Director: Nicholas D. Wrathall
Stars: William F. Buckley, Thomas Gore, Christopher Hitchens
“We are the United States of amnesia, we learn nothing because we remember nothing.” The title of the documentary is of Gore Vidal’s making…only he claims to have forgotten he said it.
If Gore Vidal is a raconteur, United States of Amnesia is a provocateur. Nicholas Withrall’s intellectually compelling documentary of Gore Vidal rummages through the picturesque life of a man who popped up in many of America’s most fascinating venues and generates a need to get into a conversation. Gore’s wicked wit and political punditry are legend and here, now, posthumously via film, he continues to demand discourse. In an age when films are often viewed alone or with a sole partner, United States of Amnesia makes you want to reach out and get someone to watch it so you can talk about the man, what he said and what’s going on in America.
The film opens at Gore Vidal’s gravestone with him commenting on the people he knows underground. The witty double entendre is, no doubt, on purpose. He talks as he always did, directly to his listeners in one memorable quote after another, challenging us to think for ourselves about the country in which we live. A man of contradictions and very much alive in his 80’s, he’s droll and entertaining. He lived in Italy and wrote books about the United States; he was sexually flamboyant and monogamously committed to Howard Austen; he loved attention and sought solitude; he was an aristocrat identified with the populous.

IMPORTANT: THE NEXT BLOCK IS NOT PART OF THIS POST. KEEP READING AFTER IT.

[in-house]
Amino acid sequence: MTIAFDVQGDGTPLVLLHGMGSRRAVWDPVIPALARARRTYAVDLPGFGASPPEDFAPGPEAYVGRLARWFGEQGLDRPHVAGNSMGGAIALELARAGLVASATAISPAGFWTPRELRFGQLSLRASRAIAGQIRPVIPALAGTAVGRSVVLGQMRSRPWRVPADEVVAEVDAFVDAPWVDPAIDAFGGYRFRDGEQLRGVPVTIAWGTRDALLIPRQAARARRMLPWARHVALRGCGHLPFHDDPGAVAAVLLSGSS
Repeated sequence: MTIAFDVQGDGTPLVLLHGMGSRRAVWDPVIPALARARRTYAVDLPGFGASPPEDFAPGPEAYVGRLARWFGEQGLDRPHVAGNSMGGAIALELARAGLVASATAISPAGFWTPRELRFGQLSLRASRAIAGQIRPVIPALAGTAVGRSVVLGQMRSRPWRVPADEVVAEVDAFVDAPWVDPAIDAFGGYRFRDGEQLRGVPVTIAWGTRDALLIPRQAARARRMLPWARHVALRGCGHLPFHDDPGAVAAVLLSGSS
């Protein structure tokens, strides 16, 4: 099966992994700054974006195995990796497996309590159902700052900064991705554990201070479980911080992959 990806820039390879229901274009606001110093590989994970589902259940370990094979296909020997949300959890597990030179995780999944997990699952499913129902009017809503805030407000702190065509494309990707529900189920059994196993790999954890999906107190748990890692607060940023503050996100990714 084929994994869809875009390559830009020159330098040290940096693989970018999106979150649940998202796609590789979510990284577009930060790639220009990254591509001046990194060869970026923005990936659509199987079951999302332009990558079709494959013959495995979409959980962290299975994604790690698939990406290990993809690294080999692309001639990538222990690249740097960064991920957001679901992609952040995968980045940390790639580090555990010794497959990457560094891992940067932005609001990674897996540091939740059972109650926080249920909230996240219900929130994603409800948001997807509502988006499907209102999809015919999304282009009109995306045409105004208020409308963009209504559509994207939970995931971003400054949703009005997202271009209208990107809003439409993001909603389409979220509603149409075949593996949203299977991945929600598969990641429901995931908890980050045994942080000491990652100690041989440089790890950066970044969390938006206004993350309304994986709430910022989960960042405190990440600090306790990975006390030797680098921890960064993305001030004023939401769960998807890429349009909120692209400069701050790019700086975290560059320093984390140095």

Throughout the film, printed quotes of Gore Vidal appear like captions in a silent film so we read his words aloud in our minds, adding our own emotional charge. Here are a few of his quotes on politics, sex, writing and life choices:
Politics — “By the time a man gets to be presidential material, he has been bought ten times over.”
Sex — “… I never miss an opportunity to have sex or appear on television.”
Writing — “A writer must always tell his truth, the truth as he sees it, and a politician must never give the game away.”
Life Choices — “Style is knowing who you are, what you want to say and not giving a damn.“